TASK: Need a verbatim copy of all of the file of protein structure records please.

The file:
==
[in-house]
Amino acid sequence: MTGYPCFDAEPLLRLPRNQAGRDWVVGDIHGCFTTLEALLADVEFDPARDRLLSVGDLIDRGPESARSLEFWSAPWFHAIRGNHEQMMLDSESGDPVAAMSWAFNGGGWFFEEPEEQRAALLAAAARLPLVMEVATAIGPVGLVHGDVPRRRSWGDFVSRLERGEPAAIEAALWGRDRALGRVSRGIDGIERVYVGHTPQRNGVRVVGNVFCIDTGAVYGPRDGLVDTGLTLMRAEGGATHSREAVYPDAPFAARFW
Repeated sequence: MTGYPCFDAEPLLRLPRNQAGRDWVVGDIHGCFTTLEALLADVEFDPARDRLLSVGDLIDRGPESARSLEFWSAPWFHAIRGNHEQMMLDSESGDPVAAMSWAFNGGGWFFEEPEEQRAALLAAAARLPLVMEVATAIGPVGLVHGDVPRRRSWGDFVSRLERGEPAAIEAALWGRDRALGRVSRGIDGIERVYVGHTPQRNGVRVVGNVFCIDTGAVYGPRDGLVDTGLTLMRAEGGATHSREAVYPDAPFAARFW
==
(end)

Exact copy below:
[in-house]
Amino acid sequence: MTGYPCFDAEPLLRLPRNQAGRDWVVGDIHGCFTTLEALLADVEFDPARDRLLSVGDLIDRGPESARSLEFWSAPWFHAIRGNHEQMMLDSESGDPVAAMSWAFNGGGWFFEEPEEQRAALLAAAARLPLVMEVATAIGPVGLVHGDVPRRRSWGDFVSRLERGEPAAIEAALWGRDRALGRVSRGIDGIERVYVGHTPQRNGVRVVGNVFCIDTGAVYGPRDGLVDTGLTLMRAEGGATHSREAVYPDAPFAARFW
Repeated sequence: MTGYPCFDAEPLLRLPRNQAGRDWVVGDIHGCFTTLEALLADVEFDPARDRLLSVGDLIDRGPESARSLEFWSAPWFHAIRGNHEQMMLDSESGDPVAAMSWAFNGGGWFFEEPEEQRAALLAAAARLPLVMEVATAIGPVGLVHGDVPRRRSWGDFVSRLERGEPAAIEAALWGRDRALGRVSRGIDGIERVYVGHTPQRNGVRVVGNVFCIDTGAVYGPRDGLVDTGLTLMRAEGGATHSREAVYPDAPFAARFW